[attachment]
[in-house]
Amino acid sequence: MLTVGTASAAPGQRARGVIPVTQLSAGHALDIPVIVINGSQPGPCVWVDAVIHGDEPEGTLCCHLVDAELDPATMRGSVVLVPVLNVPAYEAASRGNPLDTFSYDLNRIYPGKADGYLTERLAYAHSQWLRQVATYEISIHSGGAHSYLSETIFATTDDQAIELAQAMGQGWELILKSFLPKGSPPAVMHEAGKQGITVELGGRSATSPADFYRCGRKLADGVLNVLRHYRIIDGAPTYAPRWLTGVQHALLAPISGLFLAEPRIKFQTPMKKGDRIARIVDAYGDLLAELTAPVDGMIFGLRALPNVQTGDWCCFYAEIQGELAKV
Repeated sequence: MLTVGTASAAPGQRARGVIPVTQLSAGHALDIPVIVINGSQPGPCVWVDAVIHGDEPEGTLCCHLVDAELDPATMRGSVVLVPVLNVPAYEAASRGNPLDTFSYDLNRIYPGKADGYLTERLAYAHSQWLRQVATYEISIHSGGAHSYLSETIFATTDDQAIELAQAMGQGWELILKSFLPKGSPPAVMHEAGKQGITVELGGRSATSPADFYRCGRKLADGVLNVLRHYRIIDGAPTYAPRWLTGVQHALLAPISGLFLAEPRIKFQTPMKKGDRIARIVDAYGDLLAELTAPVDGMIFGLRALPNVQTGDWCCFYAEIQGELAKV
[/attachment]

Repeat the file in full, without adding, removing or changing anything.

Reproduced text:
[in-house]
Amino acid sequence: MLTVGTASAAPGQRARGVIPVTQLSAGHALDIPVIVINGSQPGPCVWVDAVIHGDEPEGTLCCHLVDAELDPATMRGSVVLVPVLNVPAYEAASRGNPLDTFSYDLNRIYPGKADGYLTERLAYAHSQWLRQVATYEISIHSGGAHSYLSETIFATTDDQAIELAQAMGQGWELILKSFLPKGSPPAVMHEAGKQGITVELGGRSATSPADFYRCGRKLADGVLNVLRHYRIIDGAPTYAPRWLTGVQHALLAPISGLFLAEPRIKFQTPMKKGDRIARIVDAYGDLLAELTAPVDGMIFGLRALPNVQTGDWCCFYAEIQGELAKV
Repeated sequence: MLTVGTASAAPGQRARGVIPVTQLSAGHALDIPVIVINGSQPGPCVWVDAVIHGDEPEGTLCCHLVDAELDPATMRGSVVLVPVLNVPAYEAASRGNPLDTFSYDLNRIYPGKADGYLTERLAYAHSQWLRQVATYEISIHSGGAHSYLSETIFATTDDQAIELAQAMGQGWELILKSFLPKGSPPAVMHEAGKQGITVELGGRSATSPADFYRCGRKLADGVLNVLRHYRIIDGAPTYAPRWLTGVQHALLAPISGLFLAEPRIKFQTPMKKGDRIARIVDAYGDLLAELTAPVDGMIFGLRALPNVQTGDWCCFYAEIQGELAKV